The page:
Maintaining Gut Health for Top Pig Performance

In recent years it has been elucidated that a healthy gut is the most important precondition for transforming nutrients into performance. Feed additives such as acidifiers, probiotics and phytogenics are able to influence gut health. Among these feed additives, butyric acid is of particular importance.
calendar icon 13 May 2009
clock icon 3 minute read

There are several products on the market providing salts of butyric acid in protected and unprotected forms. Due to the unpleasant persistent odour of butyric acid, protection makes the handling of the product easier. Another reason for protection is to obtain stomach by-pass of butyric acid and subsequent release of the active substance in the small intestine. Encapsulation of acids is a known form of protection.

Beneficial protection

There is also an innovative, beneficial protection in the form of glycerides which is a chemical compound of acids and glycerol. The glycerol-acid compound is not influenced by the pH level or digestive enzymes of the stomach; therefore these compounds reach the small intestine where the gradual release of the undissociated acids through the action of lipases takes place. In nature butyric acid glycerides are found in the milk of cows, sows and other species.

It is known that protected butyric acid is an excellent growth promoter as it is an efficient nutrient for the intestinal mucosa increasing the density and length of villi and enlarging the absorptive surface of the intestine. Butyric acid is also known as an antibacterial agent against pathogenic microorganisms, including salmonella, clostridia, Escherichia coli and brachyspira, and as modulator of the intestinal flora supporting useful micro-organisms such as lactobacilli. Butyric acid enhances the reparation of gut wall lesions caused by intestinal diseases and nutritional imbalances.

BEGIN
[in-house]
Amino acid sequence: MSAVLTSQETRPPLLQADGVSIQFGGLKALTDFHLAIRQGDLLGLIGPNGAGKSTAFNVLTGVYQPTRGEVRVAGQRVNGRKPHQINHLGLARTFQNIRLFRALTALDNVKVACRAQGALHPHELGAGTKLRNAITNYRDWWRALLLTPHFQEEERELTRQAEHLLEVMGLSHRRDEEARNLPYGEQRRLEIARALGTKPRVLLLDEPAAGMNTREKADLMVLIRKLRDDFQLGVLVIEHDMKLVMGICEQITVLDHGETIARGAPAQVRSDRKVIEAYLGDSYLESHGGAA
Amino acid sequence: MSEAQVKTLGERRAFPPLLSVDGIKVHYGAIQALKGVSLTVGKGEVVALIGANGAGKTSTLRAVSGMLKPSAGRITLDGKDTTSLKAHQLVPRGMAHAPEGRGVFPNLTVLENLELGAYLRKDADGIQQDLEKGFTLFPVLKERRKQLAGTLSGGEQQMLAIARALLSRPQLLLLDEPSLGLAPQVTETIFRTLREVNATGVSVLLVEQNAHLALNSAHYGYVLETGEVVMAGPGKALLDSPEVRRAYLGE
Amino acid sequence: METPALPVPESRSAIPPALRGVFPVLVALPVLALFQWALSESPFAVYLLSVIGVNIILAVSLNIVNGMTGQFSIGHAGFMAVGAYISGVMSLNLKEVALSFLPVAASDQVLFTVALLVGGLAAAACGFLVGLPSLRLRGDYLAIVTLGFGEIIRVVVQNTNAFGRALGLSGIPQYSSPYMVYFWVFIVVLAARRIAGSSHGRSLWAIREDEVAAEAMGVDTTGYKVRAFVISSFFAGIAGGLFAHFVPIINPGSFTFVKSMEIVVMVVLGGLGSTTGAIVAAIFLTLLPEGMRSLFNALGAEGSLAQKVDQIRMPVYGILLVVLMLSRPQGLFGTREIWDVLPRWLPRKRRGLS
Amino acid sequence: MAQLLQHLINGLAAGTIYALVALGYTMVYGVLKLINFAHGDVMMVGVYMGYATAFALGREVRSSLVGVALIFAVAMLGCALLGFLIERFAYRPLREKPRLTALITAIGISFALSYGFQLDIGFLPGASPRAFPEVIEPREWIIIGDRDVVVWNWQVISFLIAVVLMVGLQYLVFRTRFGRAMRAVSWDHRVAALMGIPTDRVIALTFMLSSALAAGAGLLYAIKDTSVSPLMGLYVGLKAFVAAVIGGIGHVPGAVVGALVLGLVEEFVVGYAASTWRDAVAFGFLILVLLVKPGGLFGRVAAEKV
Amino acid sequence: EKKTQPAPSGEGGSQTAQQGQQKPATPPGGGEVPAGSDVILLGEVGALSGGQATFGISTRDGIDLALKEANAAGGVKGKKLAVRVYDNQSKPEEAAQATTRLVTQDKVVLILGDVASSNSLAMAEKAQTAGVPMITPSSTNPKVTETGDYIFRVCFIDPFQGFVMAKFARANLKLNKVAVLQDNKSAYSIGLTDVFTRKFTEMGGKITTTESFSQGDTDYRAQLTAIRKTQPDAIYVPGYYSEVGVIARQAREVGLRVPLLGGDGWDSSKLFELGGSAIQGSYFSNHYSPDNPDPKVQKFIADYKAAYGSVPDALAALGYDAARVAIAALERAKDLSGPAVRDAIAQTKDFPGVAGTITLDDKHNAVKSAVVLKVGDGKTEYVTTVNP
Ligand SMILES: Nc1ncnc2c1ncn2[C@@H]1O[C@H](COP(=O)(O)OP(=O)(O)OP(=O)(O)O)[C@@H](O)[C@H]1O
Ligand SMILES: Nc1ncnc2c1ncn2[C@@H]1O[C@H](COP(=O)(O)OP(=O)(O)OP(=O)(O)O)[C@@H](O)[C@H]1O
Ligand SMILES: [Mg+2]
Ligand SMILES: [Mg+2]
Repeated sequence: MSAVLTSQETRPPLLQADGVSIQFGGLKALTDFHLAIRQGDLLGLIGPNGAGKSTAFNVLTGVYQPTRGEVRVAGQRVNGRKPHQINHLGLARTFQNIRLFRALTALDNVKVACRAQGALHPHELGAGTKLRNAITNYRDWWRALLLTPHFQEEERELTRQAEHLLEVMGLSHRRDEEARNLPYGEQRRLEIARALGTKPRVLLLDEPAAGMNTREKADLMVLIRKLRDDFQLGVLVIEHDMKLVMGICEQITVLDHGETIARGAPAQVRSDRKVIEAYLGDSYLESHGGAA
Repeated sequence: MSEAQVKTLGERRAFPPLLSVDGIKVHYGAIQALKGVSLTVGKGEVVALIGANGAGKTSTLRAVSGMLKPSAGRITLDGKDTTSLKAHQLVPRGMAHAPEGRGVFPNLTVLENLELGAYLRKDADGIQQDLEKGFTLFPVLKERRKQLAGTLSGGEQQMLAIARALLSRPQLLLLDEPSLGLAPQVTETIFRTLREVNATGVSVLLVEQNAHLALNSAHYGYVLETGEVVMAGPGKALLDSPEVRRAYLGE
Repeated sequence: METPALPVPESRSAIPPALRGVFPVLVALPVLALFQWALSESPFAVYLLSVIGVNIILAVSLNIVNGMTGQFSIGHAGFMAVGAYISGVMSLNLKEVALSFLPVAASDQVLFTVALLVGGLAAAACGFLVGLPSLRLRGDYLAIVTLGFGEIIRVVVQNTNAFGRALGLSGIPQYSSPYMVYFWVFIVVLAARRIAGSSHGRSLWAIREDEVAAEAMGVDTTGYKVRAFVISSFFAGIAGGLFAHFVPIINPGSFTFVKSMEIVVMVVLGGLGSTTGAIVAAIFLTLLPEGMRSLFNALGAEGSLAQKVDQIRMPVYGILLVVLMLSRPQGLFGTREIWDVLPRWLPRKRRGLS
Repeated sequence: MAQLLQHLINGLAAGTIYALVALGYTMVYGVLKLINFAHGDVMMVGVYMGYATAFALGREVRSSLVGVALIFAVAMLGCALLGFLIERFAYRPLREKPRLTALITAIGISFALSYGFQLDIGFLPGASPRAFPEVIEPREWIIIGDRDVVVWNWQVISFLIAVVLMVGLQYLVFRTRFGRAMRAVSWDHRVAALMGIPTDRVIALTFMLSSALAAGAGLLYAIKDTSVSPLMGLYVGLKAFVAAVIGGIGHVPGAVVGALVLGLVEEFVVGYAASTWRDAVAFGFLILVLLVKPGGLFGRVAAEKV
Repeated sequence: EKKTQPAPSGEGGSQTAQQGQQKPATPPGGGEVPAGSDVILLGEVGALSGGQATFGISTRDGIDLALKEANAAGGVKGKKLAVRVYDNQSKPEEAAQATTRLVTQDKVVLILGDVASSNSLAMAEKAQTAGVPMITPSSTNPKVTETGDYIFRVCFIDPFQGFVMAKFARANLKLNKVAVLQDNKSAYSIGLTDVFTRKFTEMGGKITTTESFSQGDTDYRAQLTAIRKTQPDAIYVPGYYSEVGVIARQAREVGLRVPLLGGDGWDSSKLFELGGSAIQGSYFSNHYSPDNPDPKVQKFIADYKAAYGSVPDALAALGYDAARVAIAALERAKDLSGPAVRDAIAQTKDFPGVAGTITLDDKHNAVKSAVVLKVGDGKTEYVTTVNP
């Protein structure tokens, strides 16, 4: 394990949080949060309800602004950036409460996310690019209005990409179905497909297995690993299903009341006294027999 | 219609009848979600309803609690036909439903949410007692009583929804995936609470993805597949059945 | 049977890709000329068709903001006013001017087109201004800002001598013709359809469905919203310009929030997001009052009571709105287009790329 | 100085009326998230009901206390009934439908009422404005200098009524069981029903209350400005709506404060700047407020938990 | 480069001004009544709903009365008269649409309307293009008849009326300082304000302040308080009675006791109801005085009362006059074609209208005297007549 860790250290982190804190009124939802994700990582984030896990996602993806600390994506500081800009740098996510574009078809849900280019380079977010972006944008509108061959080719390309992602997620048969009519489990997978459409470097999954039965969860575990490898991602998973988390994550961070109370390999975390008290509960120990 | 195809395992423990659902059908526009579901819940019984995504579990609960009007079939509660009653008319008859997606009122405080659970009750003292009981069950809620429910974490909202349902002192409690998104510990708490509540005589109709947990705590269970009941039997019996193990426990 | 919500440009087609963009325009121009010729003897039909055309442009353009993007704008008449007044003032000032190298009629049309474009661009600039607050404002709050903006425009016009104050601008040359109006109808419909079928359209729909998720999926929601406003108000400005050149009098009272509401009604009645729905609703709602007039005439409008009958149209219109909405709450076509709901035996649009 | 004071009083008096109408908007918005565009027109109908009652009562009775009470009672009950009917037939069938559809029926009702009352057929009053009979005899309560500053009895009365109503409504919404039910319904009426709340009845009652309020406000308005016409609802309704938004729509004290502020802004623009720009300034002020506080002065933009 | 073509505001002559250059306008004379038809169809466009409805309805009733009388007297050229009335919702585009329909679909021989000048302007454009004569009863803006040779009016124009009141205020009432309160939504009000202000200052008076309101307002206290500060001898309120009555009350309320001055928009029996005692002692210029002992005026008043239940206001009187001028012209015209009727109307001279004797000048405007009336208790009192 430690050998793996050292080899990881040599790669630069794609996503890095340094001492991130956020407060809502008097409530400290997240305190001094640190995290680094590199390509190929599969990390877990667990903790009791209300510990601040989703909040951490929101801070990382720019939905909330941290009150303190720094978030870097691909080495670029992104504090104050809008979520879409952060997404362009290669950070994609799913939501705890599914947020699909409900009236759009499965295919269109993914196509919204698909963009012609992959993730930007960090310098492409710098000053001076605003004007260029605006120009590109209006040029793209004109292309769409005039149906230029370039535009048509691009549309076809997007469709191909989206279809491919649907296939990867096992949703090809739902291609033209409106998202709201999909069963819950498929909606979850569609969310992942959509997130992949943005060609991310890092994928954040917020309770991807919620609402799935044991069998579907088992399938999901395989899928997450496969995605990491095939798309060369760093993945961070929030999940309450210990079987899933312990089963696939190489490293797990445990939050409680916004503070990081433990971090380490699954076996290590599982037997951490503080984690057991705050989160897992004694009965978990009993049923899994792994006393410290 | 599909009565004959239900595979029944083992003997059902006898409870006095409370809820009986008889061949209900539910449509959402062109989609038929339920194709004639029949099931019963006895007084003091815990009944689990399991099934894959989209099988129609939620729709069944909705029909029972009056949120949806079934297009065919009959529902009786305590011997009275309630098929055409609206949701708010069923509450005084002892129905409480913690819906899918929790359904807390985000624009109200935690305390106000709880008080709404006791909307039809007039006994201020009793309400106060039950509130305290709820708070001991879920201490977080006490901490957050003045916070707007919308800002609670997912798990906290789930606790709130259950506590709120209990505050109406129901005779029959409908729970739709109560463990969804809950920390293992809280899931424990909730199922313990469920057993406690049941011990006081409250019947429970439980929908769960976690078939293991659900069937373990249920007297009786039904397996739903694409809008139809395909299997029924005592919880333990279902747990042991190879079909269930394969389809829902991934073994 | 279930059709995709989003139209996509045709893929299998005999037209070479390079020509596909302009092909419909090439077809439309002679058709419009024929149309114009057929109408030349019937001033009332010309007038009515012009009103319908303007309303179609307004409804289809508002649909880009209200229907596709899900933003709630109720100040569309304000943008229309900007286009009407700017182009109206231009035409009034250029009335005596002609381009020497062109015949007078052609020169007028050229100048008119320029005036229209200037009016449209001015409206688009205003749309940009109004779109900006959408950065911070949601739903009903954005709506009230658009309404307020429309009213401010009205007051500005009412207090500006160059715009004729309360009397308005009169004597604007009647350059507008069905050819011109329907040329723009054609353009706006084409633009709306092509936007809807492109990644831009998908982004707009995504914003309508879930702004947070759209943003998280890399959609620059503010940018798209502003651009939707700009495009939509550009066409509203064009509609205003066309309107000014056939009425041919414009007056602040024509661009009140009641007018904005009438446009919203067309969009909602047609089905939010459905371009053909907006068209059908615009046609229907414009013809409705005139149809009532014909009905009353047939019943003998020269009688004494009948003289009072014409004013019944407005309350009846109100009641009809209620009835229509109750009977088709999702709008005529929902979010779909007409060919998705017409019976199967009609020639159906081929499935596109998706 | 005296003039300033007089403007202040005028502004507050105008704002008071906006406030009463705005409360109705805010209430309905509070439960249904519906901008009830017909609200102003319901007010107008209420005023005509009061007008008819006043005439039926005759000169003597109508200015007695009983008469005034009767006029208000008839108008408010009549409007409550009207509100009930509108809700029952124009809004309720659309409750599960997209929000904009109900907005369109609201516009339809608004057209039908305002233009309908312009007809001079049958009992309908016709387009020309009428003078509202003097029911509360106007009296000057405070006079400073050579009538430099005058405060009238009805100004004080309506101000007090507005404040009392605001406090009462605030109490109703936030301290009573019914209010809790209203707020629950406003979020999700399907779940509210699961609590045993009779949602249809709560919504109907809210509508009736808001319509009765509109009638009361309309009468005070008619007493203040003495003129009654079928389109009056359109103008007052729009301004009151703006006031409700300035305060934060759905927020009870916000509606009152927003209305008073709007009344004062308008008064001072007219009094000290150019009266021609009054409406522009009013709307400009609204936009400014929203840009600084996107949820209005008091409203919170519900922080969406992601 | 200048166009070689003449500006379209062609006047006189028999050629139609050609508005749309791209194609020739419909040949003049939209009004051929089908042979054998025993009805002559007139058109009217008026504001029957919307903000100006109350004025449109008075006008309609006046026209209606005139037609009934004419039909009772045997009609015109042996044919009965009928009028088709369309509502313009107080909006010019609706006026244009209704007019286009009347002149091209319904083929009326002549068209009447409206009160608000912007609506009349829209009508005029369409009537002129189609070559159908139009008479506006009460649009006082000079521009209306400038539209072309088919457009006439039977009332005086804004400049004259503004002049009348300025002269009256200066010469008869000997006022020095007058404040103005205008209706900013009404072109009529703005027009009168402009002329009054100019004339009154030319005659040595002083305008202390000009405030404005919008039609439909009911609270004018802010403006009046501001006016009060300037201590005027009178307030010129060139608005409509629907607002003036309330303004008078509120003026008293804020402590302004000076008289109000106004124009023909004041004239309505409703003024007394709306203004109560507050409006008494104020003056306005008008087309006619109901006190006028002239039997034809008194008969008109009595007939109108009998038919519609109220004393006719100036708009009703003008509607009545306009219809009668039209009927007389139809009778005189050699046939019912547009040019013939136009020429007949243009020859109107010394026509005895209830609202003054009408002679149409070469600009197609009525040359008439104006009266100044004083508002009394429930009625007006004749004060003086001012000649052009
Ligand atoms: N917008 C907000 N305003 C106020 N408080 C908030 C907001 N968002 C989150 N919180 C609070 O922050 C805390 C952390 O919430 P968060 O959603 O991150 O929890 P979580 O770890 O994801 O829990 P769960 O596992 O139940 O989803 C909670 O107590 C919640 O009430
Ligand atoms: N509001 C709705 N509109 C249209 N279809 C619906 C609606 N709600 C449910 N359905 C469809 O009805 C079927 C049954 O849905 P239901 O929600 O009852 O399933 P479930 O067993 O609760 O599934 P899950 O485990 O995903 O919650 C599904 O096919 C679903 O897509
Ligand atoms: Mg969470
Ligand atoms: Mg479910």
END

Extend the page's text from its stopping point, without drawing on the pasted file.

The effect of butyric acid glycerides was tested on a commercial farm in Italy, which had problems with ileitis, caused by Lawsonia intracellularis. Figs. 1-3 show the difference between a healthy gut and a subclinical or chronic form of ileitis.

The alteration of intestinal mucosa due to Lawsonia intracellularis can lead to impaired feed conversion and weight gain, as well as poor group uniformity.

The trial was carried out on 70 day old fattening pigs for 63 days on a commercial farm in Italy with 850 Danbred sows. Some 1,025 pigs were divided into two groups. Both groups received lincomycin and doxycycline for the first 14 days. One group received 0.2% lincomycin and commercial acidifier at 0.3% inclusion rate, whereas the other group received the dietary supplementation with glycerides of butyric acids at an inclusion rate of 0.2%.

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